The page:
The physical aspects of the heath are that it is a mosaic of wet damp and dry habitats. The type of habitat is found on poor acidic soils in wet mild climates below 300m of altitude. Th biological features of this site are the many species that the heathland can accomidate from the greyling butterfly to the rare great crested newt (English Nature, 2002). This is due to the many niches available for the animals to occupy; the seasonal pounds are a rich source of nuitrients and support many rare species. The open heath which is occupied by many ground nesting birds such as the nightjar. The gorse bushes are used by the Dartford warbler to build nest and protect themselves from predation (English Nature, 2002). Culturally lowland heath has been an important part to human agriculture for thousands of years. The Mesolithic played a great part in the expansion of the lowland heath habitat by cutting down great swathes of the woodland landscape for building material and fuels. This mass cutting of woodland had impoverished the soil but this has and a positive effect on heather ground and promotes the growth of lowland heathland (English Nature, 2002). Up until the 20th century heathland has been used in a wide range of agricultural processes such as fodder and fuel (English Nature, 2002).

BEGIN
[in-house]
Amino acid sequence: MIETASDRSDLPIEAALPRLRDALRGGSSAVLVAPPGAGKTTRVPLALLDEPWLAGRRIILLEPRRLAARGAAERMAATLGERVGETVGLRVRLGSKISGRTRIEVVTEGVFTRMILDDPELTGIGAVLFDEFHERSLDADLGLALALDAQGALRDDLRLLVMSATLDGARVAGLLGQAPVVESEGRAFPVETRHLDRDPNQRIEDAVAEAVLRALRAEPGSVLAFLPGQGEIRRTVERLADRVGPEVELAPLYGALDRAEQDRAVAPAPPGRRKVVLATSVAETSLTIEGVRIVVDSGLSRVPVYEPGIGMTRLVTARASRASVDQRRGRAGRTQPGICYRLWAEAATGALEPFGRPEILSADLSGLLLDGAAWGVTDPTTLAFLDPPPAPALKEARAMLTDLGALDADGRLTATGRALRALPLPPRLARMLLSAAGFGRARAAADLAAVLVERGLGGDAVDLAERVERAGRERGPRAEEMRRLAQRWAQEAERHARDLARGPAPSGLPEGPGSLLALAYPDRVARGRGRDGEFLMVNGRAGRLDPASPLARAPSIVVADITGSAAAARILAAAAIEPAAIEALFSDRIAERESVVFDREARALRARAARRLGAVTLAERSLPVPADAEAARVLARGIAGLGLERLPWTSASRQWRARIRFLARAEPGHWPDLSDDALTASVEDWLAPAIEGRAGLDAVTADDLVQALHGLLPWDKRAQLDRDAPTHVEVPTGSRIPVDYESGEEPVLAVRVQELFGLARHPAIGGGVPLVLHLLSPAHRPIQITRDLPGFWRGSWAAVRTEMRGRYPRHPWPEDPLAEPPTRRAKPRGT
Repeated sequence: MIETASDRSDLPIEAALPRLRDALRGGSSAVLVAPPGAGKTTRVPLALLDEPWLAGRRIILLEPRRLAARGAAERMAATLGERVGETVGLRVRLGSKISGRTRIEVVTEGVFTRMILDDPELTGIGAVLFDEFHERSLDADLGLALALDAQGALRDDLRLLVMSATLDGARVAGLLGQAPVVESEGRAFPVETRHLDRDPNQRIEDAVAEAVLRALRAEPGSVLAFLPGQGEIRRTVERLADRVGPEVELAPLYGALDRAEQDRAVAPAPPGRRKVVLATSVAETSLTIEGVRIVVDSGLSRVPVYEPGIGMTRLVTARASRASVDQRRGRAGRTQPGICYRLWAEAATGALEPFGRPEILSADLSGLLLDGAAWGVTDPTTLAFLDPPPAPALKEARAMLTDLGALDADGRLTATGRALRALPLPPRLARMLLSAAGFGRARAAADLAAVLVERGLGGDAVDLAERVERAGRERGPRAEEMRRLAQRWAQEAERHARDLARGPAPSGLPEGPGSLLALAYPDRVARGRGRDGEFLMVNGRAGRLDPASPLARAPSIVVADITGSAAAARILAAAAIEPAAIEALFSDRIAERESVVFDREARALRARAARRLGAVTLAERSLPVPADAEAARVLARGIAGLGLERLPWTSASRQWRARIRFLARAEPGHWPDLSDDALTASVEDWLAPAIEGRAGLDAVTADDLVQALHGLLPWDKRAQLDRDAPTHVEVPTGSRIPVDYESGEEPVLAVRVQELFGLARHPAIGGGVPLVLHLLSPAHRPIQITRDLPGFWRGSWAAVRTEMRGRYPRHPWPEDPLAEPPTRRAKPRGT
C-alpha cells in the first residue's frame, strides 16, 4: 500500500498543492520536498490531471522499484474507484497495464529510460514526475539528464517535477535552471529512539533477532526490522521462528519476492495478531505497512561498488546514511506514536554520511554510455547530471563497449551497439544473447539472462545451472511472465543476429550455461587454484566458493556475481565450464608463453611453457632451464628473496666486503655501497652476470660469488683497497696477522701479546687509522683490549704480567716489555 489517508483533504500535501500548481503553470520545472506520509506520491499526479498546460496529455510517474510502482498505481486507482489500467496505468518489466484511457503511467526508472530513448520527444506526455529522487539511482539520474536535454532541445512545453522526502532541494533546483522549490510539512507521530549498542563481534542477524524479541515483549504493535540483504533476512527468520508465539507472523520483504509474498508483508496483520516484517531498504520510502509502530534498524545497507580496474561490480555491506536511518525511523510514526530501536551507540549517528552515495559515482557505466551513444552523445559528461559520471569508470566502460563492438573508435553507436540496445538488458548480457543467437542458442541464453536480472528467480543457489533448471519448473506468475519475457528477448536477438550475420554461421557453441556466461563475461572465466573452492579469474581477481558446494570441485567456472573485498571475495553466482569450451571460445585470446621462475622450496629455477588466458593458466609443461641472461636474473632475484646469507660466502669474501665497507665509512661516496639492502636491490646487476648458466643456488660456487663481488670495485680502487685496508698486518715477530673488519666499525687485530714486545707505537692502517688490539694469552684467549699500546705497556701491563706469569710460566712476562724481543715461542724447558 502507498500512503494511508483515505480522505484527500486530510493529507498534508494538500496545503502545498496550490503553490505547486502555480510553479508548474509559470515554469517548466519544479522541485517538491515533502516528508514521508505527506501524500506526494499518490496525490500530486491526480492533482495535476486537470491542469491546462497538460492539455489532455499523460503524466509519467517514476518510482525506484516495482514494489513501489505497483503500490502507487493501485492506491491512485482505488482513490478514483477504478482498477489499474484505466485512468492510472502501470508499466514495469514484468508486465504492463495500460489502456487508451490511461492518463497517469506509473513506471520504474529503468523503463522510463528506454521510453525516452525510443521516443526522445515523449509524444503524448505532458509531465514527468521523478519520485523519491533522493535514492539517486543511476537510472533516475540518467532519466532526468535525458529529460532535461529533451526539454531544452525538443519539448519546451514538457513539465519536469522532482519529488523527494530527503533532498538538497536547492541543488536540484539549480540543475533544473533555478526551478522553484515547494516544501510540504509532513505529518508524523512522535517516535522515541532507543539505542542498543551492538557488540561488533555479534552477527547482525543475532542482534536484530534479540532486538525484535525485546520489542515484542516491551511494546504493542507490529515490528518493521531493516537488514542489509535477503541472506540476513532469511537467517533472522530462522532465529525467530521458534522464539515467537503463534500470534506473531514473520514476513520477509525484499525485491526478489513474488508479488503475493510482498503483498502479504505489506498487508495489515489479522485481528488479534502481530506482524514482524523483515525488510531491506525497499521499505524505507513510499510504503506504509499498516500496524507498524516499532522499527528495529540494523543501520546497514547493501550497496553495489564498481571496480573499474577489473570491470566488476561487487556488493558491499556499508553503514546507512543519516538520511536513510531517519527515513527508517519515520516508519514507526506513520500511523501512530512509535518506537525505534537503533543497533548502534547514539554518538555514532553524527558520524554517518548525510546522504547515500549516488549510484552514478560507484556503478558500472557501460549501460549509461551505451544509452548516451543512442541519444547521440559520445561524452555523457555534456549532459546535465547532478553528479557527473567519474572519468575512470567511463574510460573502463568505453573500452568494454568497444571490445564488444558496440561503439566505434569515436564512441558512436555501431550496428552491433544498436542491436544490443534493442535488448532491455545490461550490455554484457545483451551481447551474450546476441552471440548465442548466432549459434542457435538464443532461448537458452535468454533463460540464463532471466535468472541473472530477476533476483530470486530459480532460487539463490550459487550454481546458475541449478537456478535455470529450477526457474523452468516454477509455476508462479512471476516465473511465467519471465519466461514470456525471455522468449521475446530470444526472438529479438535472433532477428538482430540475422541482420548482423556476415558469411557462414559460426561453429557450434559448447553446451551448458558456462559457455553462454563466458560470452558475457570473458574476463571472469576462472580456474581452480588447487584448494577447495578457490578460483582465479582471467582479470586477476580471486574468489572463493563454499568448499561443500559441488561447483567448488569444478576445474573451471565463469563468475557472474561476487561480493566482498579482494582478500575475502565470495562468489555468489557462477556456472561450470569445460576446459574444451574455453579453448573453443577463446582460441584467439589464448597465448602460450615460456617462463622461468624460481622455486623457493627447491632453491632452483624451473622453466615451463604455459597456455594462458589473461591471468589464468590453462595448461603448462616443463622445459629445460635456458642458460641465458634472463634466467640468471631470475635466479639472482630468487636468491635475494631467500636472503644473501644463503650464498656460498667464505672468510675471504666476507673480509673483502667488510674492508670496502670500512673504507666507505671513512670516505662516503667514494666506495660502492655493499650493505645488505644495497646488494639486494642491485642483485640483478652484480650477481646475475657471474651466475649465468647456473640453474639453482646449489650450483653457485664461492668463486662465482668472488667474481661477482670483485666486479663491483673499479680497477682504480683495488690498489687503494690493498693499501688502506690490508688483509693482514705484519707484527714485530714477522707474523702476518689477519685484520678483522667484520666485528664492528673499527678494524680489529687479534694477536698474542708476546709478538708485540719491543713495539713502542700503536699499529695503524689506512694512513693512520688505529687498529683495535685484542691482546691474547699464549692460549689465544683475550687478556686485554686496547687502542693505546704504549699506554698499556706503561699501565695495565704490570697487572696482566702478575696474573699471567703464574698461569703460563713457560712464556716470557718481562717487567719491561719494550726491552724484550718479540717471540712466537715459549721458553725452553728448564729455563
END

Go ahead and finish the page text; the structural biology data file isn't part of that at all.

""Description of site

The Padworth common nature reserve is split into two half’s divied by Bowughugrst Road. The heathland is located in the centre of each area while the Oakland is defines the boundaries of the nature reserve. The pounds are locates towards the south west corner of the southern half of the reserve.

Conformation and evaluation of features